Posted by archworx on June 10, 2007
After doing a lot some investigations and trying it for ourselves, we came to the conclusion that its better for us to use Nunit instead of using Mstest (the automated unit tests generated by Visual Studio 2005). Of coarse that’s not a general rule, depends of the project and your environment, but in most of our projects, we prefer Nunit for the following reasons
- It’s an open standard
- Works on all versions of Visual Studio, whereas MsTest only works with Team system or VSTS
- Much easier to integrate with Cruise Control (our continuous integration server)
- More suited for test driven development cause it allows you to start by coding the tests, whereas the main benefit of MsTest is that it can generates test stubs from your code.
Decide based on your project.
Posted in Continuous Integration, Extreme Programming, Nader | Leave a Comment »
Posted by archworx on June 6, 2007
I’ve trying to get MsTest, the unit tests generated by Visual Studio 2005, to work with cruise control for a while now. So finally I was able to get it to work following these steps below
Let’s say we have a solution called ITT in the following path c:/ITT, first we’ll look at the ccnet config file, after you compile using the msbuild task, you have to call an exec task to execute the MsTests, but before that you have to delete the test results file because MsTest won’t run if the file is already there, we are doing this by calling a batch file to delete this test results file and also delete the temp folders created by MsTest. After that you have to merge the results file with build output so I can be displayed in the dashbaord.
<intervalTrigger seconds=”100″ />
<!– here you do the task to get the project from the source control –>
<!–sourcecontrol type=”vss” autoGetSource=”true” applyLabel=”false”>
<!– task to build the solution–>
<!– call a batch file that deletes results.trx –>
<!– this is required as MsTest will not create the file if it exists–>
<!– the batch file also deletes the temp folders created by MsTest –>
<!– the exec task to execute the MsTest task –>
<executable>C:\Program Files\Microsoft Visual Studio 8\Common7\IDE\MSTest.exe</executable>
<buildArgs>/testcontainer:\ITT\AnalysisLibTests\bin\Debug\AnalysisLibTests.dll /runconfig:localtestrun.testrunconfig /resultsfile:results.trx</buildArgs>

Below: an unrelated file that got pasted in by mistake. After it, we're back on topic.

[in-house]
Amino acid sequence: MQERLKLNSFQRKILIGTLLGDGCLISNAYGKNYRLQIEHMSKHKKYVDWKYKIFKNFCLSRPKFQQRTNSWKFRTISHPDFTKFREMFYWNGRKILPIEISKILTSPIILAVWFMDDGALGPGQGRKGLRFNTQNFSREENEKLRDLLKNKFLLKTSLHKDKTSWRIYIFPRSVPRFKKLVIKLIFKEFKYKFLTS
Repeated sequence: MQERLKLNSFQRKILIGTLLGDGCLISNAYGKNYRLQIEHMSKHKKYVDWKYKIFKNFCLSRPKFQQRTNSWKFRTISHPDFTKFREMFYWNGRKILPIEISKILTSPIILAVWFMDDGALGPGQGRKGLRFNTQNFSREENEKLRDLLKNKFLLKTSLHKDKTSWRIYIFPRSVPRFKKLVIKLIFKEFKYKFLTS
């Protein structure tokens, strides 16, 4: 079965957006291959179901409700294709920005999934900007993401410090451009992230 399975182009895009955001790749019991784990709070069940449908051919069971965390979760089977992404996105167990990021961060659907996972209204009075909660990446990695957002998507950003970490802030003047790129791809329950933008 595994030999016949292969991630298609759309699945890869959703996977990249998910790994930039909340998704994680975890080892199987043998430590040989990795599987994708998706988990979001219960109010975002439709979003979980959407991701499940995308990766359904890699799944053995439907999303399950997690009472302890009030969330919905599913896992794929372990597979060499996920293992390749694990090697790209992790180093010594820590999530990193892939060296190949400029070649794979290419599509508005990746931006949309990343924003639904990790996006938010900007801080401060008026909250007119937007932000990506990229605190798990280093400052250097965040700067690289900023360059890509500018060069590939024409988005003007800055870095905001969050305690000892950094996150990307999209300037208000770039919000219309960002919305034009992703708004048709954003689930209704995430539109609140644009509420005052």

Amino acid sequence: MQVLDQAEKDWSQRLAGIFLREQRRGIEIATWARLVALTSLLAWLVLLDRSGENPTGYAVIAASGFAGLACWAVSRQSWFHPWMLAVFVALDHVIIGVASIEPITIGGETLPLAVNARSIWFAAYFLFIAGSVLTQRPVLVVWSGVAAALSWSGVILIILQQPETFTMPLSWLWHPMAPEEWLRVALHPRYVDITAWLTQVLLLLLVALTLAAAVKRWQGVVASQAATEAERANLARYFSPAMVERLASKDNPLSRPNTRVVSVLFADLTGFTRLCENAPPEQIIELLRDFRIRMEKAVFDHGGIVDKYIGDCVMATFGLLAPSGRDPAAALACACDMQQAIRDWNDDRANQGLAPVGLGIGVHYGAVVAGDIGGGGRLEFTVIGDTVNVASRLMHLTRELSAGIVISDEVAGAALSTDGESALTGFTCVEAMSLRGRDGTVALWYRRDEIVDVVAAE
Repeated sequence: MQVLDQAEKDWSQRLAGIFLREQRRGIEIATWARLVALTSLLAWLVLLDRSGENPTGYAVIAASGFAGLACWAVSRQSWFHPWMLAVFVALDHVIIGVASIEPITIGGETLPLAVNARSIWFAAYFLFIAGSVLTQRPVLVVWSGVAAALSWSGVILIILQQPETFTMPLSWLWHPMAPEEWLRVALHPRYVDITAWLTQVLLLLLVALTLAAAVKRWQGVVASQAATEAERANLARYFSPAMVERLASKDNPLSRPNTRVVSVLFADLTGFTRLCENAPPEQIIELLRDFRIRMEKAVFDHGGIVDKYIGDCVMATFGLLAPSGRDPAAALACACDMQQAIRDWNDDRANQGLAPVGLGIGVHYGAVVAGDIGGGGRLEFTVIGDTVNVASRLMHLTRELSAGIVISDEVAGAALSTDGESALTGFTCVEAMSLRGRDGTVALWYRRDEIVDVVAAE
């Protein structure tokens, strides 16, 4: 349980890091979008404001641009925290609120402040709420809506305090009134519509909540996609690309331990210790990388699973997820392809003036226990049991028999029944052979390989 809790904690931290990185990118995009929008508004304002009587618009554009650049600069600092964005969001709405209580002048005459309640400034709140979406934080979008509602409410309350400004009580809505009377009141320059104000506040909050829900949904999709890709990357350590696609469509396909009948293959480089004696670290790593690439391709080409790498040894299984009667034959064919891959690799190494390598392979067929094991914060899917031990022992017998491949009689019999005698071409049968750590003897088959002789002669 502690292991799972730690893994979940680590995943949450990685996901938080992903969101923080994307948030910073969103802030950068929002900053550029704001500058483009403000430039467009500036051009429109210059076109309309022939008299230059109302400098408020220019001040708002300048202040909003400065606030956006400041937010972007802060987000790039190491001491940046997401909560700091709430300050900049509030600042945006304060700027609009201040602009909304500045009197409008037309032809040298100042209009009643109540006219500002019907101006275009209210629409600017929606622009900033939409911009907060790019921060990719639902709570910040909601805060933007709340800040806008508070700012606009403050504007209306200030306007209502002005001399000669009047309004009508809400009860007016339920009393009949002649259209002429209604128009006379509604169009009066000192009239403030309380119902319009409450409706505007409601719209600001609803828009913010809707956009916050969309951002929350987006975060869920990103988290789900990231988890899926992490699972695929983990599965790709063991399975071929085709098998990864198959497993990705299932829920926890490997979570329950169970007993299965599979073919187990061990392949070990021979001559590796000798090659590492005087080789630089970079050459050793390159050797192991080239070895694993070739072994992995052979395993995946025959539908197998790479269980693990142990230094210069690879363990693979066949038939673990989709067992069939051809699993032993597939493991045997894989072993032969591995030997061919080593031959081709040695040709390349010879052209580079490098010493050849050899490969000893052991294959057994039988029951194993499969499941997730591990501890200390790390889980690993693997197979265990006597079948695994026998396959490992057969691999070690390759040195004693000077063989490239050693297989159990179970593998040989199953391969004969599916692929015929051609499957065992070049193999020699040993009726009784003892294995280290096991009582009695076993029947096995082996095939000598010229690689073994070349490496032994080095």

<!–to get the test results in the dashboard we have to merge the results XML file –>
<email from=”CruiseControl” mailhost=”mail” includeDetails=”TRUE”>
The next step is to modify the dashboard config file to display the test results, first we update the dashboard.config file to include the MsTests details menu item and then we add the MsTest results summary to the main build page. The required xsl files are already included with ccnet, you can customize the xsl to fit your needs
<xslFile>xsl\MsTestSummary.xsl</xslFile> <!– MsTest results summary in main page–>
<xslFile>xsl\unittests.xsl</xslFile> <!– Nunit test results, can be removed if not required any more –>
<xslReportBuildPlugin description=”NUnit Details” actionName=”NUnitDetailsBuildReport” xslFileName=”xsl\tests.xsl” />
<xslReportBuildPlugin description=”NUnit Timings” actionName=”NUnitTimingsBuildReport” xslFileName=”xsl\timing.xsl” />
<xslReportBuildPlugin description=”MSTest Report” actionName=”MSTESTReport” xslFileName=”xsl\MsTestReport.xsl”/> <!– menu item –>
<xslReportBuildPlugin description=”NAnt Output” actionName=”NAntOutputBuildReport” xslFileName=”xsl\NAnt.xsl” />
<xslReportBuildPlugin description=”NAnt Timings” actionName=”NAntTimingsBuildReport” xslFileName=”xsl\NAntTiming.xsl” />
<xslReportBuildPlugin description=”FxCop Report” actionName=”FxCopBuildReport” xslFileName=”xsl\FxCopReport.xsl” />
<xslReportBuildPlugin description=”NCover Report” actionName=”NCoverBuildReport” xslFileName=”xsl\NCover.xsl” />
<xslReportBuildPlugin description=”Simian Report” actionName=”SimianBuildReport” xslFileName=”xsl\SimianReport.xsl”/>
Posted in Continuous Integration, Nader, VS 2005 | 3 Comments »
Posted by archworx on January 22, 2007
Background: This post is about challenges in differencing binaries to identify if they are identical between assemblies on the testing environment and assemblies generated from code on SourceSafe. Read on for more details.